/TH/+

pәninˈn - lipninˈn - upinˈḥs - pˌn - lipˌn

 

*[TH]

pәninˈnɔː - lifninˈnɔː - uːfinˈɔːs - pәˌnː - lifˌnː

MP3

sound file

Phonemic transcription of reconstructed pre-exilic BH pronunciation

*/EBHP/+

pninˈn - lpninˈn - wpiːnˈaːs - pˌnay - lpˌnay

 

Possible phonetic reconstruction of pre-exilic BH pronunciation

*[EBHP]

pɐnɪnˈː - lɐpɐnɪnˈː - wɐpiːnˈaːs - ˌnɐy - lɐpɐˌnɐy

MP3

sound file

Comment - The *EBHP differs from the Tiberian pronunciation in that all the vowels are identical in the first syllable. The recognition that in pre-exilic times פ was always realized as ׀p ׀is necessary to make the wordplay work on the oral level.

2.      P. 185 re. 1 Samuel 1:18 (1:17 in the Hebrew) and 1:20

וֵאלֹהֵי יִשְׂרָאֵל יִתֵּן אֶת־שֵׁלָתֵךְ אֲשֶׁר שָׁאַלְתְּ מֵעִמֹּו

"... may the God of Israel grant you (ēlātēk)

what you have asked (āalt) of him."

 וַתִּקְרָא אֶת־שְׁמֹו שְׁמוּאֵל כִּי מֵיְהוָה שְׁאִלְתִּיו

"She named him Samuel, meaning, "I asked (ĕiltw) the Lord for him."

 

Masoretic Text (MT)

 

שְׁאִלְתִּיו - שָׁאַלְתְּ - שֵׁלָתֵךְ

 

Transcriptions and reconstructions of MT

THSBL

ēlātēk - āalt - ĕiltw

 

[THCSP IS-ENG]

ʃẹlɐˈtx - ʃɐˈɐlt - ʃә.ilˈtiv

MP3

sound file

/TH/+

ẹlˈtk - ˈalt - ilˈtiw

 

*[TH]

ʃːlɔːˈθːx - ʃɔːˈʔɐlt - ʃәʔilˈtiːw

MP3

sound file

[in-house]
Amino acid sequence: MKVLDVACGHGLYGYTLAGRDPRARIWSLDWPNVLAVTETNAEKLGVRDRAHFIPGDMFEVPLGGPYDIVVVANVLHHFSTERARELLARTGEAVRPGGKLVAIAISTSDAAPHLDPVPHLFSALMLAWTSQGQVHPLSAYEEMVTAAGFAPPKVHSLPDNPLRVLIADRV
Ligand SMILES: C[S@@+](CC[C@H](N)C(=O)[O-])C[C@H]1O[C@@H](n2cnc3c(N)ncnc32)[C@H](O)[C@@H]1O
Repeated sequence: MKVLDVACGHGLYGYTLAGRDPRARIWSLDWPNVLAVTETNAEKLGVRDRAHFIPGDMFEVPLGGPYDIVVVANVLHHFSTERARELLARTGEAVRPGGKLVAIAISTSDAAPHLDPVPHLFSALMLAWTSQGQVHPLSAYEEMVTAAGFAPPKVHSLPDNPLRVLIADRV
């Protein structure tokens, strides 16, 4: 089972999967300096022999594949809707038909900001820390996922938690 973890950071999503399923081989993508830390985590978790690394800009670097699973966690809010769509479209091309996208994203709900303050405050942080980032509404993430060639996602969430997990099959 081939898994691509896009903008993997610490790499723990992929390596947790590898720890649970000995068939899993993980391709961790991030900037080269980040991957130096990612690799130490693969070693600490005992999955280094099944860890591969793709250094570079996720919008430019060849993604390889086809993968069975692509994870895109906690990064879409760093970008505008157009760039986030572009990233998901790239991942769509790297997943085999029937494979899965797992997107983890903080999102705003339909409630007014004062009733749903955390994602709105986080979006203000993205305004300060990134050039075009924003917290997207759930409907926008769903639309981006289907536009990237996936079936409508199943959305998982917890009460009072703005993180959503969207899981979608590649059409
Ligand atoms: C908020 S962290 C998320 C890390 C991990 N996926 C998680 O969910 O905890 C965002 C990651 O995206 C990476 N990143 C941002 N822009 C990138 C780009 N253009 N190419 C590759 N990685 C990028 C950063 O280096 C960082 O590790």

Phonetic transcription of reconstructed pre-exilic BH pronunciation

*/EBHP/+

1. standard

eːlaˈteːk - aˈalt - ailˈtiːw

2. possible archaic/dialect

/eːlaˈtikiˑ[8] - aˈaltiˑ [9] - ilˈtiːhuˑ

 

Possible phonetic reconstruction of pre-exilic BH pronunciation

*[EBHP]

1. standard

ʃẹːlɐˈtːk - ʃɐˈʔɐlt - ʃɐʔɪlˈtiːw

2. possible archaic/dialect

/ʃːlɐˈtɪkiˑ - ʃɐˈʔɐltiˑ - ʃɐʔɪlˈtiːhuˑ

MP3

sound file

Comment The possible archaic/dialect reconstruction differs from the Tiberian in that: (1) All 3 words are penultimately stressed; (2) All words end in a vowel; (3) All words have the long vowel ῑ/ iː either stressed or immediately post-stress.

3.      p. 198 In 2 Samuel 24:13

דֶּבֶר בְּאַרְצֶךָ עַתָּה דַּע וּרְאֵה מָה־אָשִׁיב שֹׁלְחִי דָּבָר Or shall there be three days' pestilence in your land? Now consider, and decide what answer I shall return to the one who sent me."

 

Masoretic Text (MT)

 

דָּבָר דֶּבֶר

 

Transcriptions and reconstructions of MT

THSBL

deber - dābār

 

[THCSP IS-ENG]

ˈvɛr - ˈvɐr

MP3

sound file

/TH/+

ˈbɛr - dˈbr

 

*[TH]

ˈːvɛr - dɔːˈvɔːr

MP3

sound file

Phonemic transcription of reconstructed pre-exilic BH pronunciation

*/EBHP/+

ˈdabr - daˈbr

 

Possible phonetic reconstruction of pre-exilic BH pronunciation

*[EBHP]

ˈdɐbr - dɐˈbr

MP3